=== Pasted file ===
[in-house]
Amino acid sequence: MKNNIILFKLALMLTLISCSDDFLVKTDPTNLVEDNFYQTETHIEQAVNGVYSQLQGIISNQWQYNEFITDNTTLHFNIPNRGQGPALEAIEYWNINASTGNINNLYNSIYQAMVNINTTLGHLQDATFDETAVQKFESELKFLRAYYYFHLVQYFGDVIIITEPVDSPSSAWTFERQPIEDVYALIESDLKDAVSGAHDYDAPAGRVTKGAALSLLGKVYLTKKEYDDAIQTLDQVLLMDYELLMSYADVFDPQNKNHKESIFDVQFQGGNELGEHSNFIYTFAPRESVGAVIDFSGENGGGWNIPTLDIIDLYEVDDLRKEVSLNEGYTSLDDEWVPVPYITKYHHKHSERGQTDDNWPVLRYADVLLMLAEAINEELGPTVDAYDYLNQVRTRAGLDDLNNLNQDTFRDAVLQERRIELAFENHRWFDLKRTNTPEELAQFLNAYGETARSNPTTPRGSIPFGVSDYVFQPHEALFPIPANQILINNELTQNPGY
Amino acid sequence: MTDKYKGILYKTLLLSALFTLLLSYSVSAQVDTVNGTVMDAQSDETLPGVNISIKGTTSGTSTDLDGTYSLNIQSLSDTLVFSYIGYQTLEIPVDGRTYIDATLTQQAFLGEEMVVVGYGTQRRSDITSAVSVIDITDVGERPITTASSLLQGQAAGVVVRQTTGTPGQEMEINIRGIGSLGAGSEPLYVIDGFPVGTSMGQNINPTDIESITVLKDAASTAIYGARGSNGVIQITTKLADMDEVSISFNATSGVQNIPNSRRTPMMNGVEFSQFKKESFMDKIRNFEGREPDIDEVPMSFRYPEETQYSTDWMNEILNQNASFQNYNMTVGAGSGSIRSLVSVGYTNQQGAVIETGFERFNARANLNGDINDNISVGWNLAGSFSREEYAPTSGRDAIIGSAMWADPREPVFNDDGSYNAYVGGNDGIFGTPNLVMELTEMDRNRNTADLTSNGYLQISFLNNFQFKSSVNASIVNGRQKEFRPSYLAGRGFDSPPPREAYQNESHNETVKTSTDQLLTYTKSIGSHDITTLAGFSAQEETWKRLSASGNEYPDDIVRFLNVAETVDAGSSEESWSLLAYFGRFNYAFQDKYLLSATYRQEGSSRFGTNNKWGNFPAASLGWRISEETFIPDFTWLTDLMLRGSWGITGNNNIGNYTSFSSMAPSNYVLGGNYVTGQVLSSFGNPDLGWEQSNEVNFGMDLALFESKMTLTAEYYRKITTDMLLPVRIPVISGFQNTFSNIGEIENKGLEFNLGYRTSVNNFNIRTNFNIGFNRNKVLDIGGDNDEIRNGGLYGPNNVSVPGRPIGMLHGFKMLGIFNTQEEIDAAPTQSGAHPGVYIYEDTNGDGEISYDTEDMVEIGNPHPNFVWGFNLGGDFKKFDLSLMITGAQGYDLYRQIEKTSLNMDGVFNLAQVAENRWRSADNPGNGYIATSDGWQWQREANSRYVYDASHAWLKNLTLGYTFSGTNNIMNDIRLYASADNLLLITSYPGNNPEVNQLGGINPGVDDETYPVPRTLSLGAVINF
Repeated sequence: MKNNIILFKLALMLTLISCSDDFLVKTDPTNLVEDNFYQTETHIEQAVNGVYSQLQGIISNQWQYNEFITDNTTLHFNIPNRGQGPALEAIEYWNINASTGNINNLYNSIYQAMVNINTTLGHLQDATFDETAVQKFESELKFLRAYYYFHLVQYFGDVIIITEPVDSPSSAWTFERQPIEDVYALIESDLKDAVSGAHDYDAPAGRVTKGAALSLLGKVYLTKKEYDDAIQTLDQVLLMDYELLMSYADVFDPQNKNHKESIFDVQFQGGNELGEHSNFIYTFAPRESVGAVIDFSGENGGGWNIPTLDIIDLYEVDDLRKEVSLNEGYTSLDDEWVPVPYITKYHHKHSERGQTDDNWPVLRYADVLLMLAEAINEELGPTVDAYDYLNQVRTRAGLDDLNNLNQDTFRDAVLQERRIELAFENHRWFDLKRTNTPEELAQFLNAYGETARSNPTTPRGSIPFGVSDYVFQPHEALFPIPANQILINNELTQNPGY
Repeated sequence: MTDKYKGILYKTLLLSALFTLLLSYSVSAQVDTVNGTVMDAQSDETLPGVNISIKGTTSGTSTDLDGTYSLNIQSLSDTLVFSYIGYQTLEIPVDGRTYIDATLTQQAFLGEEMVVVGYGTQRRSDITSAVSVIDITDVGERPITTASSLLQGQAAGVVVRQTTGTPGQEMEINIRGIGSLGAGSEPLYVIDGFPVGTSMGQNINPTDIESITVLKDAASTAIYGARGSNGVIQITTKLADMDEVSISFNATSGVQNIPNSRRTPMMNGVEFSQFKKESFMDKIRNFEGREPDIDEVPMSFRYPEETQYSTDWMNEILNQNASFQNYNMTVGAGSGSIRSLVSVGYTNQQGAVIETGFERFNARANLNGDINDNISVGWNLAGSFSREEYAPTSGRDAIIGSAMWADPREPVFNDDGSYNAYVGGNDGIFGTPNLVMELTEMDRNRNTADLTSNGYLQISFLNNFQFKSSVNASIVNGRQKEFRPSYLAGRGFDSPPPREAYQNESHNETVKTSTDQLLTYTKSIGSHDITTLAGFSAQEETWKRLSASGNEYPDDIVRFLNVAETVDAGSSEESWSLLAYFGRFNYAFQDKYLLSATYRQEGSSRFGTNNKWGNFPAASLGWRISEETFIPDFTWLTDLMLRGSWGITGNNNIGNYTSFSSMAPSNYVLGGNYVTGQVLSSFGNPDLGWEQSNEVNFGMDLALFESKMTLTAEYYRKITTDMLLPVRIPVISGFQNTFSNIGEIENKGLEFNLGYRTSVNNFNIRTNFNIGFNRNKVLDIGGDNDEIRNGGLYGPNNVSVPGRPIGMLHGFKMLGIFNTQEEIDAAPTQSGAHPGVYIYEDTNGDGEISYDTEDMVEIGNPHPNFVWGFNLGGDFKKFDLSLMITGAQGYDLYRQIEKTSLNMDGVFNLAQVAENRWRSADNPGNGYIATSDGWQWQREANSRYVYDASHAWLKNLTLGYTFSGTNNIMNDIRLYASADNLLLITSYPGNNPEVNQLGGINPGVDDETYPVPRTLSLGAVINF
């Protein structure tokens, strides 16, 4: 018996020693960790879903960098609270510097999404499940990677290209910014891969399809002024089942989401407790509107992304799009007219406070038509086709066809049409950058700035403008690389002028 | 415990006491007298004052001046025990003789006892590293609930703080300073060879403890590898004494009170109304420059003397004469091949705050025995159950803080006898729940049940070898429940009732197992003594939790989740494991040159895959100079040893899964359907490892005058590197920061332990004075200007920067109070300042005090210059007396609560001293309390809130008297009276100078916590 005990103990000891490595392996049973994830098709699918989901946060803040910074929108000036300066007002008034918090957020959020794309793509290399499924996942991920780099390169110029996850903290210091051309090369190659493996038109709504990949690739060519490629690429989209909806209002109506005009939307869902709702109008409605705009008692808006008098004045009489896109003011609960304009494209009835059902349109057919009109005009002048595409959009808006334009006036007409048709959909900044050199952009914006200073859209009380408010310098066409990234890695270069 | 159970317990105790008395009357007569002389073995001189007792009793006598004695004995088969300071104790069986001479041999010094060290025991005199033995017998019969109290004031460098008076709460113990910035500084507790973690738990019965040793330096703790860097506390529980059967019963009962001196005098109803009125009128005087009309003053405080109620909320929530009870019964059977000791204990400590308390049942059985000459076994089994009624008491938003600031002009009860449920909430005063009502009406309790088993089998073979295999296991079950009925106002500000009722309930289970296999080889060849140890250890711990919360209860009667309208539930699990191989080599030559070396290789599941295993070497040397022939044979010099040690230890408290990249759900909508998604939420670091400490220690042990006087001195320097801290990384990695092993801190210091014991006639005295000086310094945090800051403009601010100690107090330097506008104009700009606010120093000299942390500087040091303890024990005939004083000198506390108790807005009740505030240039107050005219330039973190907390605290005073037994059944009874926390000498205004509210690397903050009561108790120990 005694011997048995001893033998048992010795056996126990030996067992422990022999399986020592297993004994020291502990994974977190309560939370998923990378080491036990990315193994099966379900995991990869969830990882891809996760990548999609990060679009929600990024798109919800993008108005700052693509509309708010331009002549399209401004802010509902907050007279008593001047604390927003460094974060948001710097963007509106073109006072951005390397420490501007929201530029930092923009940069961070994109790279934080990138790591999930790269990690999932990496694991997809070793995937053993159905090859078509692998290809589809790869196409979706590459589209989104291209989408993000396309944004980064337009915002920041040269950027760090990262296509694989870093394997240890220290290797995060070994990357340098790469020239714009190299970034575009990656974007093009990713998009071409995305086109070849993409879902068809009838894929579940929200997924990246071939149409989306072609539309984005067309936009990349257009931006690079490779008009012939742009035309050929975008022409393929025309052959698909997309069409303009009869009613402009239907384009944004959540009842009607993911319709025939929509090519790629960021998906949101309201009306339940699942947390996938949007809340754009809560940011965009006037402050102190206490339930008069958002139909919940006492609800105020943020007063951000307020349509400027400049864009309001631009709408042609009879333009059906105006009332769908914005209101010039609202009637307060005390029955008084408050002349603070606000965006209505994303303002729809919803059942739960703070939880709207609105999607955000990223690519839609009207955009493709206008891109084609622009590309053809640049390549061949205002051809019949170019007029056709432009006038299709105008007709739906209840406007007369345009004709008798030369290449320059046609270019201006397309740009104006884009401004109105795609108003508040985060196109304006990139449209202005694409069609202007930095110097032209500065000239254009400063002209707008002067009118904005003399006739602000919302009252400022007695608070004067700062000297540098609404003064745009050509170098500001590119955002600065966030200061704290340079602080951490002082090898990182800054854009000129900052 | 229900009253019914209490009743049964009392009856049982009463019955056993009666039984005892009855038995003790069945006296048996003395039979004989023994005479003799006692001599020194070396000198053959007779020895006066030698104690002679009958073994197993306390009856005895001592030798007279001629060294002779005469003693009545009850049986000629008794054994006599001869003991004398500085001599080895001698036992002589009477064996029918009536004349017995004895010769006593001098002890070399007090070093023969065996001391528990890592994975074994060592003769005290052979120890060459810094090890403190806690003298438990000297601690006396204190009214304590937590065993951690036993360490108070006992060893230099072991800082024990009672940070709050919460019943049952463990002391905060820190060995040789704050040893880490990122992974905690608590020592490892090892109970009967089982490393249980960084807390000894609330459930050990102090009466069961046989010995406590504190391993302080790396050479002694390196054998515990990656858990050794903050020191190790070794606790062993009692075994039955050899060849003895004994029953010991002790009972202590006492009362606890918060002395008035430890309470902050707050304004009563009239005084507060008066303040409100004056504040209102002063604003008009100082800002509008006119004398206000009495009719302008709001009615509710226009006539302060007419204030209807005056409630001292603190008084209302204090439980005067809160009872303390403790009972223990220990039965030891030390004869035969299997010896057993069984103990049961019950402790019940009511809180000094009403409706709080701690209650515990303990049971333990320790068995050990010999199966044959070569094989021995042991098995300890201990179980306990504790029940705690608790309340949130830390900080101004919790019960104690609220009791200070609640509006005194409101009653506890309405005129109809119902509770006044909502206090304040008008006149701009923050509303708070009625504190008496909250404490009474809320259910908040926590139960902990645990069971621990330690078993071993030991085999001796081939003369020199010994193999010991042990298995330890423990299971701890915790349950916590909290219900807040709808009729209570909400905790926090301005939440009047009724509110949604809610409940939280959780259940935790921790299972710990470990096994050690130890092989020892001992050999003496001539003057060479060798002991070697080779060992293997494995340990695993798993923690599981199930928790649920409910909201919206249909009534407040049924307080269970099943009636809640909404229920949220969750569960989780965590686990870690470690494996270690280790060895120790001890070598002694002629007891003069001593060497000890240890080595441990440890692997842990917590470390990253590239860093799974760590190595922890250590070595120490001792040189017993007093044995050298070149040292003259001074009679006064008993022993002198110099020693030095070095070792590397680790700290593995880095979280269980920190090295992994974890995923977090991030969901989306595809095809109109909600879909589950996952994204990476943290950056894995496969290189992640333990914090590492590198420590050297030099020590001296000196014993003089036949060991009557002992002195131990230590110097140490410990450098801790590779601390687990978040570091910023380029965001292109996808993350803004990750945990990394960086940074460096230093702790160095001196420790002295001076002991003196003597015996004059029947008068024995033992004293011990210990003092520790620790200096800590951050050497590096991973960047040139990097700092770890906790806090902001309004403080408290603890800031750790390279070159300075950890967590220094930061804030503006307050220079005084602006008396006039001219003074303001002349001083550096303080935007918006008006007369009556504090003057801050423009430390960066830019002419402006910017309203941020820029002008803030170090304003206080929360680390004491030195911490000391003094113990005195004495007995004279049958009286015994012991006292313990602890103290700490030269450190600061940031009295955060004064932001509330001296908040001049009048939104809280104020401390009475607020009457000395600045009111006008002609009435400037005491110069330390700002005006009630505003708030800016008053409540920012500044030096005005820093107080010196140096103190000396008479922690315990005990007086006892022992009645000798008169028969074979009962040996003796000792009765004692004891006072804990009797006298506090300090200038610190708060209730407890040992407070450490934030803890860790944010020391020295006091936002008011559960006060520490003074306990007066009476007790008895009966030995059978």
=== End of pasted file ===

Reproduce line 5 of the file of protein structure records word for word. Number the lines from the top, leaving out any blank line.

Repeated sequence: MTDKYKGILYKTLLLSALFTLLLSYSVSAQVDTVNGTVMDAQSDETLPGVNISIKGTTSGTSTDLDGTYSLNIQSLSDTLVFSYIGYQTLEIPVDGRTYIDATLTQQAFLGEEMVVVGYGTQRRSDITSAVSVIDITDVGERPITTASSLLQGQAAGVVVRQTTGTPGQEMEINIRGIGSLGAGSEPLYVIDGFPVGTSMGQNINPTDIESITVLKDAASTAIYGARGSNGVIQITTKLADMDEVSISFNATSGVQNIPNSRRTPMMNGVEFSQFKKESFMDKIRNFEGREPDIDEVPMSFRYPEETQYSTDWMNEILNQNASFQNYNMTVGAGSGSIRSLVSVGYTNQQGAVIETGFERFNARANLNGDINDNISVGWNLAGSFSREEYAPTSGRDAIIGSAMWADPREPVFNDDGSYNAYVGGNDGIFGTPNLVMELTEMDRNRNTADLTSNGYLQISFLNNFQFKSSVNASIVNGRQKEFRPSYLAGRGFDSPPPREAYQNESHNETVKTSTDQLLTYTKSIGSHDITTLAGFSAQEETWKRLSASGNEYPDDIVRFLNVAETVDAGSSEESWSLLAYFGRFNYAFQDKYLLSATYRQEGSSRFGTNNKWGNFPAASLGWRISEETFIPDFTWLTDLMLRGSWGITGNNNIGNYTSFSSMAPSNYVLGGNYVTGQVLSSFGNPDLGWEQSNEVNFGMDLALFESKMTLTAEYYRKITTDMLLPVRIPVISGFQNTFSNIGEIENKGLEFNLGYRTSVNNFNIRTNFNIGFNRNKVLDIGGDNDEIRNGGLYGPNNVSVPGRPIGMLHGFKMLGIFNTQEEIDAAPTQSGAHPGVYIYEDTNGDGEISYDTEDMVEIGNPHPNFVWGFNLGGDFKKFDLSLMITGAQGYDLYRQIEKTSLNMDGVFNLAQVAENRWRSADNPGNGYIATSDGWQWQREANSRYVYDASHAWLKNLTLGYTFSGTNNIMNDIRLYASADNLLLITSYPGNNPEVNQLGGINPGVDDETYPVPRTLSLGAVINF